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POW! NEGRO @ Mojos gets 9/10

POW! Negro @ Mojos Bar, Fremantle
w/ Mystic Fortne
Thursday, June 7, 2018


I started to question what differentiates a good band from a great band and since then I’ve asked myself well, does it move me? Does it arouse SOME kind of emotion? And I honestly believe that’s it. If a musician or band can evoke a strong enough feeling – be it pain, anger, joy, rebellion, empathy, power – that’s the true essence of an artist. And in a very roundabout manner – that’s exactly what POW! Negro made happen at Mojos on Thursday, June 7.

The opening set saw Mystic Fortne getting some trippy rap lines in to warm up. Their sound is what I’d imagine would happen if Drake spent a long time in Willy Wonka’s Chocolate Factory. A little bit sad, mostly very chill and weirdly wonky. It’s got a noticeably personable vibe but the dream state can carry you swiftly and unknowingly into a sleep state.

With the long drawn out sounds of reverb magnetizing punters to the stage – it could only mean that it is was time for the headline act, POW! Negro. This super industrialised echo, tainted in red light, set a precursor for a hard driving force that snapped all eyes to the front. After the first song frontman Nelson Mondlane expressed his appreciation for the “strength, resilience and compassion shown throughout the ages” in a movingly sincere acknowledgement of country.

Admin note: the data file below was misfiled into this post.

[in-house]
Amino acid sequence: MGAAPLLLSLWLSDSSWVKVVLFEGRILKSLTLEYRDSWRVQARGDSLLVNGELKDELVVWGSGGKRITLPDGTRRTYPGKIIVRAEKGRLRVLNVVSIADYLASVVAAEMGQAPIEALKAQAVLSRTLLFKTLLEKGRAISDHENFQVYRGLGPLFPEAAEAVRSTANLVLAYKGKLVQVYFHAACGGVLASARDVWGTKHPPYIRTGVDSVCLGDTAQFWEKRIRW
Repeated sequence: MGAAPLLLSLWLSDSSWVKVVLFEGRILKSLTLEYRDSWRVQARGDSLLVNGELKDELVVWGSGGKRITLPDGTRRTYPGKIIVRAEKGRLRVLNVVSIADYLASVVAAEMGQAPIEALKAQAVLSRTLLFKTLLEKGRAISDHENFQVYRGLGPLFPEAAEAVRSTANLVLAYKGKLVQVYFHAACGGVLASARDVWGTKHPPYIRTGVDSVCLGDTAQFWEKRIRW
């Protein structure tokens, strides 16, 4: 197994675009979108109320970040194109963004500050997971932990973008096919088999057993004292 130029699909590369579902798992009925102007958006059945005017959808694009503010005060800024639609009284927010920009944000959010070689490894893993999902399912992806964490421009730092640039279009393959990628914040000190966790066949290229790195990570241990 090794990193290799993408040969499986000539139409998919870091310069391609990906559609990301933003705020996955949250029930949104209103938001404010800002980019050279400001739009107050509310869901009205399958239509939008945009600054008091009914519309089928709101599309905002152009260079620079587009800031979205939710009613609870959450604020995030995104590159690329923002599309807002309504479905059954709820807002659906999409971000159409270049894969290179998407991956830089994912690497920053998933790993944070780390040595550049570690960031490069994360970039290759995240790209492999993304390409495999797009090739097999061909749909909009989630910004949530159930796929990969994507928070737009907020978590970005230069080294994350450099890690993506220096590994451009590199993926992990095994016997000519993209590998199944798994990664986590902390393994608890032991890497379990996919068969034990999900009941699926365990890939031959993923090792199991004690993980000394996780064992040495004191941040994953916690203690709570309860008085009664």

Moving on to Hold My Tongue, the saxophone delivered a smoldering-1940’s-detective-film-noir vibe that perfectly complimented the honeyed vocals of the drummer. Shrouded in a cloud of smoke there was a sexy and mysterious atmosphere as they showed off their variety and range in sound.

Running through a few of their older songs and one called Shoji from an EP they will no longer be releasing, it was so instrumentally intellectual that it had something new and unexpected at every new phrase. It was easy to visualise being trapped in a Dali painting with dripping clocks and the slow ballooning sax feature continuing the warp the time reality.

Hanging over the crowd, Nelson put on a posh accent that reminded me of David Attenborough (although it may not have been the intention) which seemed very apt, because when you listen and dance to POW! Negro there’s something primal that’s awoken in you – whether its an assault from the guitar in Money For Portraits or a shake up from the tight drum line in Racketball – the energy is palpable.

After Flesh off the Bone there was one last monologue from the frontman about “what it means to be a man. Dominance? Treating people unequally?” the rage, the intensity, the emotion was all so real as he continued on to say “We’ve abused women AND we’ve abused ourselves, because of TOXIC masculinity. We have to start talking about it. How are we meant to feel if we can’t offload and speak to one another – talk to our brothers. And ladies who have been affected by this. I’m sorry.” It was something I’ve never heard being spoken about, a topic never brought to the forefront of our minds or the forefront of our social media. Accepting fault but urging for a change. Poignant.

For the final hurrah Mondlane got down into the crowd, and emerged dragging Ziggy Ramo on stage for a real freestyle and jump around – a delightful surprise to say the least. Challenging and intense, the show was a special and original showcase of what was the last time ‘POW! Negro’ (just as the name) will be ablaze.



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